About Me

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Melfort, Saskatchewan, Canada
I am a lawyer in Melfort, Saskatchewan, Canada who enjoys reading, especially mysteries. Since 2000 I have been writing personal book reviews. This blog includes my reviews, information on and interviews with authors and descriptions of mystery bookstores I have visited. I strive to review all Saskatchewan mysteries. Other Canadian mysteries are listed under the Rest of Canada. As a lawyer I am always interested in legal mysteries. I have a separate page for legal mysteries. Occasionally my reviews of legal mysteries comment on the legal reality of the mystery. You can follow the progression of my favourite authors with up to 15 reviews. Each year I select my favourites in "Bill's Best of ----". As well as current reviews I am posting reviews from 2000 to 2011. Below my most recent couple of posts are the posts of Saskatchewan mysteries I have reviewed alphabetically by author. If you only want a sentence or two description of the book and my recommendation when deciding whether to read the book look at the bold portion of the review. If you would like to email me the link to my email is on the profile page.

Tuesday, August 17, 2021

A Concern Over the Best Canadian Crime Novel Criteria

As I read through the quintet of books making up the shortlist for the 2021 Crime Writers of Canada Award of Excellence for Best Crime Fiction novel I noted that all five books were set outside Canada.

The Finder was set in Japan, New Zealand, Australia, Scotland and the United States.

Obsidian was set in California and Montana.

Hurry Home was set in Colorado and North Dakota.

The Historians was set in Sweden.

How a Woman Becames a Lake was set in Washington state.

I admit that I was discouraged that the five books most readers would expect were the best entrants for “Best Crime Novel” did not include a book set in Canada.

Reading the criteria for submissions I realized that books are limited to being entered in one category. I am confident the rationale is to prevent an accomplished book sweeping the Awards in multiple categories.

The restriction to one category becomes important with regard to “Best Crime Novel” for publishers and authors of books set in Canada had the choice of entry in the “Best Crime Novel” or the “Best Crime Novel Set in Canada”.

I was glad to see the importance of crime novels set in Canada being recognized through the new category.

I am sad that it means fewer books set in Canada will be entered in the “Best Crime Novel” category. This year the 29 books entered in “Best Crime Novel Set In Canada” could not be in “Best Crime Novel” which had 51 books entered.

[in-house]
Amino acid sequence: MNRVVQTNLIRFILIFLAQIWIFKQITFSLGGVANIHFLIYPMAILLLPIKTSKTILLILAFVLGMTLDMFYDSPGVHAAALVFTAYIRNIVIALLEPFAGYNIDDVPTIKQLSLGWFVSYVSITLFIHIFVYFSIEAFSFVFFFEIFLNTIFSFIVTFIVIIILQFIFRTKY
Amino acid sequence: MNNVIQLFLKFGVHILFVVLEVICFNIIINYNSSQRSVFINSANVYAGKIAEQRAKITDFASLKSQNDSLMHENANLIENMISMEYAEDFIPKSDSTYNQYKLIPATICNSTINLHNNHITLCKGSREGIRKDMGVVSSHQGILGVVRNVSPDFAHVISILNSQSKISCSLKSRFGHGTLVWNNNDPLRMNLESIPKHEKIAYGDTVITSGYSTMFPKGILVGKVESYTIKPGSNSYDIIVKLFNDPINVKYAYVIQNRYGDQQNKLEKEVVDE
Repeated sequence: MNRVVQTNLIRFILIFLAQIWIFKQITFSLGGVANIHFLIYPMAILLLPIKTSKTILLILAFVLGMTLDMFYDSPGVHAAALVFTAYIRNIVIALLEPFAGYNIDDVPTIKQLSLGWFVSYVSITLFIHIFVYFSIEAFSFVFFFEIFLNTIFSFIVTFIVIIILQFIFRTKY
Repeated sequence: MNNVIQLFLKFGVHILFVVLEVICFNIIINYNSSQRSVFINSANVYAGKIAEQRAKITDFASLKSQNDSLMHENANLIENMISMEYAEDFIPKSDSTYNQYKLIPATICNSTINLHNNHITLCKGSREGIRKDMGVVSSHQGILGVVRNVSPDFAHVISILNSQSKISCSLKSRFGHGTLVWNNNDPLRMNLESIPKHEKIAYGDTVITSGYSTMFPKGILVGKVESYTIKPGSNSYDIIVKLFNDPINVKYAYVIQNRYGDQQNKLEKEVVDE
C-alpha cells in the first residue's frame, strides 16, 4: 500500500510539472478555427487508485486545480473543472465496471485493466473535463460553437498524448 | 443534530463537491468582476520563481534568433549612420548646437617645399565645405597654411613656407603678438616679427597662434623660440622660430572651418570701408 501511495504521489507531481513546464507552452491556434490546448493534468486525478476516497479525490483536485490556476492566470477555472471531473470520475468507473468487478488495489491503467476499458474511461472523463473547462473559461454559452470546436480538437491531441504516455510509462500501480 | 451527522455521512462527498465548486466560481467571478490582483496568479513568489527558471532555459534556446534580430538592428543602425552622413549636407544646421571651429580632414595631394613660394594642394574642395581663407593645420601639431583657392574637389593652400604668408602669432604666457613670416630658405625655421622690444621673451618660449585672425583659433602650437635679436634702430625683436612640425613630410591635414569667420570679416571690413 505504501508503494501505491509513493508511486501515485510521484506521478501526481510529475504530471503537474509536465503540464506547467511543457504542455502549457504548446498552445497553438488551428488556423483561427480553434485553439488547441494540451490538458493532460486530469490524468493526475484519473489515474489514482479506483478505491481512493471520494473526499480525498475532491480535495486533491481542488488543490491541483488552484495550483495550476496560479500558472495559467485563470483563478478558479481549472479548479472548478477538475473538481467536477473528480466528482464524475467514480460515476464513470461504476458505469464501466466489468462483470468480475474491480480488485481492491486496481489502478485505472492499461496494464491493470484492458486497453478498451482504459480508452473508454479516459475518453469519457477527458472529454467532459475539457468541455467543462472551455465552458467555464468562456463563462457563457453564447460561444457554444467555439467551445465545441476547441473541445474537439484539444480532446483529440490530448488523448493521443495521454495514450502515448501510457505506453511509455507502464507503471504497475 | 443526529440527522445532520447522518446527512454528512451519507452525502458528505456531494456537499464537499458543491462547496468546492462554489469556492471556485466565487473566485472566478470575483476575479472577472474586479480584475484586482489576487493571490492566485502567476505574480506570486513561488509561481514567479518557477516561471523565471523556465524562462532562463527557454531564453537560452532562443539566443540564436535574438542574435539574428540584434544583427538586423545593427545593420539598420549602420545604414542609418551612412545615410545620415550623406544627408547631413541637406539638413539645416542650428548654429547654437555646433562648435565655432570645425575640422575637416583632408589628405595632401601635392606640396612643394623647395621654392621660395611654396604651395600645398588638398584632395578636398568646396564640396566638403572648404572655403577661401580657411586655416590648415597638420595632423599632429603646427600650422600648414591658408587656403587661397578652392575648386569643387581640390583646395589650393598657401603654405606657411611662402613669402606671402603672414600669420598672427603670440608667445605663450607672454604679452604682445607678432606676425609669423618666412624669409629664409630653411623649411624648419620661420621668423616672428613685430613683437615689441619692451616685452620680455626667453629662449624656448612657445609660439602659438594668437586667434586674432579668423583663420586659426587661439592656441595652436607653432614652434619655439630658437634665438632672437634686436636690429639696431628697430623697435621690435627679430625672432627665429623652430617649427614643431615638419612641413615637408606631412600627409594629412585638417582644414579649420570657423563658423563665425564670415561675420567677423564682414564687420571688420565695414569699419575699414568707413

By the limitation to one category I consider the “Best Crime Novel” category to be diminished and somewhat misleading and possibly in error for the actual “best” novel could be part of the “set in Canada” category.

I know there were novels set in Canada entered in the “Best Crime Novel” in 2021 but the shortlist illustrates it will be more difficult, potentially unlikely, that the “best” Canadian crime novel will be set inside Canada.

I view the criteria as significant because I believe the “Best Crime Novel” is considered the premiere award in a literary competition that gains the greatest recognition. In the video announcing this year’s winners it was the final award announced. I doubt many realize that the current criteria means the exclusion of many Canadian novels. 

I understand the dilemma for the CWC but it would be my preference that novels set in Canada could be entered in both categories. I consider that a category titled “Best Crime Novel” should have all Canadian novels eligible.


  1. You raise some well-taken points, Bill. It's really hard to know what the parameters of an award ought to be. If they are too strict, then a lot of excellent books get overlooked. On the other hand, if they are too broad, then there's the issue you raise, of what sort of book can qualify. And you're right that adding a new category has its own issues. It's a dilemma, as you say.

    1. Margot: Thanks for the comment. I think those determining criteria should consider the purpose of the Award. For "Best Crime Novel" it is "Best" of all not some novels. I believe all crime novels must be included even if they are also eligible for another category.

  2. Did you read all five and which do you recommend? Yes, it is a shame books weren't set in Canada, a country with so many cultures, provinces, cities, rural areas, etc. So much to write about.